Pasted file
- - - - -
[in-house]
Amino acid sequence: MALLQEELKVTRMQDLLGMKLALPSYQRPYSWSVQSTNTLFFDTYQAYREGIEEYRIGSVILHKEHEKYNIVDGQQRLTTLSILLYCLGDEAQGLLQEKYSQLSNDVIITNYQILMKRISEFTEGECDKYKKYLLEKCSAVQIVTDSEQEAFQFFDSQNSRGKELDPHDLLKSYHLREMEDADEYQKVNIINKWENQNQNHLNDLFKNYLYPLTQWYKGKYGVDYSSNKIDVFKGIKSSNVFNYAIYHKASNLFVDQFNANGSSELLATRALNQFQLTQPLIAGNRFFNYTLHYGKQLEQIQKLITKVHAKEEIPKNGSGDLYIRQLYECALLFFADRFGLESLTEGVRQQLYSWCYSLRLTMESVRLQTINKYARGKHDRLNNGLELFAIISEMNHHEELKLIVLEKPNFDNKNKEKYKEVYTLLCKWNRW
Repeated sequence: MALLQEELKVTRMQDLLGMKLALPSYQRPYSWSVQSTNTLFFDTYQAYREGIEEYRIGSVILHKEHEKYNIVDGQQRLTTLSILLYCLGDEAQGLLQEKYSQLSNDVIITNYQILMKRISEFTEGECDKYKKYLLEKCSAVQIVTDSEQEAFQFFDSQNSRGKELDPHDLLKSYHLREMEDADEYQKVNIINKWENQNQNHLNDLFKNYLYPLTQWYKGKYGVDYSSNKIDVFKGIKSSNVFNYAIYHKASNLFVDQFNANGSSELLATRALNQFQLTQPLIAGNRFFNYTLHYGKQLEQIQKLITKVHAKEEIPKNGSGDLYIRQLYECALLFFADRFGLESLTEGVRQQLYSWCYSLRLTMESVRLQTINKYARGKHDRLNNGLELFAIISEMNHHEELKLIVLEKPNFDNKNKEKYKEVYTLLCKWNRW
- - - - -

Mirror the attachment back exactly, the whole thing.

[in-house]
Amino acid sequence: MALLQEELKVTRMQDLLGMKLALPSYQRPYSWSVQSTNTLFFDTYQAYREGIEEYRIGSVILHKEHEKYNIVDGQQRLTTLSILLYCLGDEAQGLLQEKYSQLSNDVIITNYQILMKRISEFTEGECDKYKKYLLEKCSAVQIVTDSEQEAFQFFDSQNSRGKELDPHDLLKSYHLREMEDADEYQKVNIINKWENQNQNHLNDLFKNYLYPLTQWYKGKYGVDYSSNKIDVFKGIKSSNVFNYAIYHKASNLFVDQFNANGSSELLATRALNQFQLTQPLIAGNRFFNYTLHYGKQLEQIQKLITKVHAKEEIPKNGSGDLYIRQLYECALLFFADRFGLESLTEGVRQQLYSWCYSLRLTMESVRLQTINKYARGKHDRLNNGLELFAIISEMNHHEELKLIVLEKPNFDNKNKEKYKEVYTLLCKWNRW
Repeated sequence: MALLQEELKVTRMQDLLGMKLALPSYQRPYSWSVQSTNTLFFDTYQAYREGIEEYRIGSVILHKEHEKYNIVDGQQRLTTLSILLYCLGDEAQGLLQEKYSQLSNDVIITNYQILMKRISEFTEGECDKYKKYLLEKCSAVQIVTDSEQEAFQFFDSQNSRGKELDPHDLLKSYHLREMEDADEYQKVNIINKWENQNQNHLNDLFKNYLYPLTQWYKGKYGVDYSSNKIDVFKGIKSSNVFNYAIYHKASNLFVDQFNANGSSELLATRALNQFQLTQPLIAGNRFFNYTLHYGKQLEQIQKLITKVHAKEEIPKNGSGDLYIRQLYECALLFFADRFGLESLTEGVRQQLYSWCYSLRLTMESVRLQTINKYARGKHDRLNNGLELFAIISEMNHHEELKLIVLEKPNFDNKNKEKYKEVYTLLCKWNRW